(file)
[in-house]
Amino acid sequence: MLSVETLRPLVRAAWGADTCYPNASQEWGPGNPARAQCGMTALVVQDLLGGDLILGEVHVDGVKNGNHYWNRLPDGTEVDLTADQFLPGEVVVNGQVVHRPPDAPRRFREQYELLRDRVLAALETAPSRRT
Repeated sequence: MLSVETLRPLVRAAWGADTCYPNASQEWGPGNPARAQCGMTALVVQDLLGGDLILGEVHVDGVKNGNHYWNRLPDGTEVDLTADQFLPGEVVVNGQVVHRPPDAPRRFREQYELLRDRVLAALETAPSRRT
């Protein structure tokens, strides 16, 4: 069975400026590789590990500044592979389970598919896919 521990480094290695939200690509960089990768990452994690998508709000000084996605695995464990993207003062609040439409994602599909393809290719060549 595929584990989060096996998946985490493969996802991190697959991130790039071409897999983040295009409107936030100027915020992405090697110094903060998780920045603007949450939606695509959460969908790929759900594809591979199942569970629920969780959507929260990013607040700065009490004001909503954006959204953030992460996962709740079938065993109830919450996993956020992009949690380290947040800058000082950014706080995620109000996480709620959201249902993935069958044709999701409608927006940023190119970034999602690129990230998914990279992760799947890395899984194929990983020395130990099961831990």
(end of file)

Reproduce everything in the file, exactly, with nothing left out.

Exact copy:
[in-house]
Amino acid sequence: MLSVETLRPLVRAAWGADTCYPNASQEWGPGNPARAQCGMTALVVQDLLGGDLILGEVHVDGVKNGNHYWNRLPDGTEVDLTADQFLPGEVVVNGQVVHRPPDAPRRFREQYELLRDRVLAALETAPSRRT
Repeated sequence: MLSVETLRPLVRAAWGADTCYPNASQEWGPGNPARAQCGMTALVVQDLLGGDLILGEVHVDGVKNGNHYWNRLPDGTEVDLTADQFLPGEVVVNGQVVHRPPDAPRRFREQYELLRDRVLAALETAPSRRT
């Protein structure tokens, strides 16, 4: 069975400026590789590990500044592979389970598919896919 521990480094290695939200690509960089990768990452994690998508709000000084996605695995464990993207003062609040439409994602599909393809290719060549 595929584990989060096996998946985490493969996802991190697959991130790039071409897999983040295009409107936030100027915020992405090697110094903060998780920045603007949450939606695509959460969908790929759900594809591979199942569970629920969780959507929260990013607040700065009490004001909503954006959204953030992460996962709740079938065993109830919450996993956020992009949690380290947040800058000082950014706080995620109000996480709620959201249902993935069958044709999701409608927006940023190119970034999602690129990230998914990279992760799947890395899984194929990983020395130990099961831990």